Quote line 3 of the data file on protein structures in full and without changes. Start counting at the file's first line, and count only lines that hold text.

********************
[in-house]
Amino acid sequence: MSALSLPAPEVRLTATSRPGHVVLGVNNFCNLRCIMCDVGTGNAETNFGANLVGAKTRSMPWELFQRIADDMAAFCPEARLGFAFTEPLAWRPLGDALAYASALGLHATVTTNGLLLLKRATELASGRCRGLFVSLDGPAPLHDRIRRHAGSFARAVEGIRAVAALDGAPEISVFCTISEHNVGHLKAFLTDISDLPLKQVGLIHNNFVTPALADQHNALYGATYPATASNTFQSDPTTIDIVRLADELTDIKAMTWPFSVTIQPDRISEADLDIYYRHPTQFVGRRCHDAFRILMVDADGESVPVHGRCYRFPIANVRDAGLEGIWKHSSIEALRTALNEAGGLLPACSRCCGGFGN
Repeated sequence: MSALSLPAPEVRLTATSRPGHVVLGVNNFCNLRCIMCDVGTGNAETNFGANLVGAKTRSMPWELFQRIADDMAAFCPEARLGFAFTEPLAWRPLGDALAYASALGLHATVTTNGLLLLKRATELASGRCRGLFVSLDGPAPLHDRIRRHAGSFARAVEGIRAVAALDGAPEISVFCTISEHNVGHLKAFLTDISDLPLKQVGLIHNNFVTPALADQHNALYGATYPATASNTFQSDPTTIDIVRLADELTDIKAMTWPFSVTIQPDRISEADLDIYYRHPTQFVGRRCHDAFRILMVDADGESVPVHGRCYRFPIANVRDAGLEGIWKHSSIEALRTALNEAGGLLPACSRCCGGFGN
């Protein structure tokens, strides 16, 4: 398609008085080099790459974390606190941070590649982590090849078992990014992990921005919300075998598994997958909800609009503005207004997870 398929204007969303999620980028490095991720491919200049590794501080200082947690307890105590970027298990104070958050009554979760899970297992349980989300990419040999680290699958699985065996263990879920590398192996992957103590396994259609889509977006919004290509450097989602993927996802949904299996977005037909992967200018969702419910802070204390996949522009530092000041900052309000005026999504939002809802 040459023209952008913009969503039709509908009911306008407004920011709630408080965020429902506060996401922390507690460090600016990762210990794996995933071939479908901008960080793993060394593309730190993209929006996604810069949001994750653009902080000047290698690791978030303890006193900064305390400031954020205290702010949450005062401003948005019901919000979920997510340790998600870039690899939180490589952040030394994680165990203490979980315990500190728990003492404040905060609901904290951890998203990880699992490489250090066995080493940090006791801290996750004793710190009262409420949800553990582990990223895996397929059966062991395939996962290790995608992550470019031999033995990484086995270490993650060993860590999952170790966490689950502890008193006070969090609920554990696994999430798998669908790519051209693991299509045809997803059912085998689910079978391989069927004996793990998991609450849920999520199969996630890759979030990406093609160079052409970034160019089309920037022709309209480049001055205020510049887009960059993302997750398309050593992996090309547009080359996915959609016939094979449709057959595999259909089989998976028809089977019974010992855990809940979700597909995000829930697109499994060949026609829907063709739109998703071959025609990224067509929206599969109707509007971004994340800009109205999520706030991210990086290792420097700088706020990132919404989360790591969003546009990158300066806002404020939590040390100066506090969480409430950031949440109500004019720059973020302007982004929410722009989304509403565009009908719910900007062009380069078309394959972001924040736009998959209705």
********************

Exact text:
Repeated sequence: MSALSLPAPEVRLTATSRPGHVVLGVNNFCNLRCIMCDVGTGNAETNFGANLVGAKTRSMPWELFQRIADDMAAFCPEARLGFAFTEPLAWRPLGDALAYASALGLHATVTTNGLLLLKRATELASGRCRGLFVSLDGPAPLHDRIRRHAGSFARAVEGIRAVAALDGAPEISVFCTISEHNVGHLKAFLTDISDLPLKQVGLIHNNFVTPALADQHNALYGATYPATASNTFQSDPTTIDIVRLADELTDIKAMTWPFSVTIQPDRISEADLDIYYRHPTQFVGRRCHDAFRILMVDADGESVPVHGRCYRFPIANVRDAGLEGIWKHSSIEALRTALNEAGGLLPACSRCCGGFGN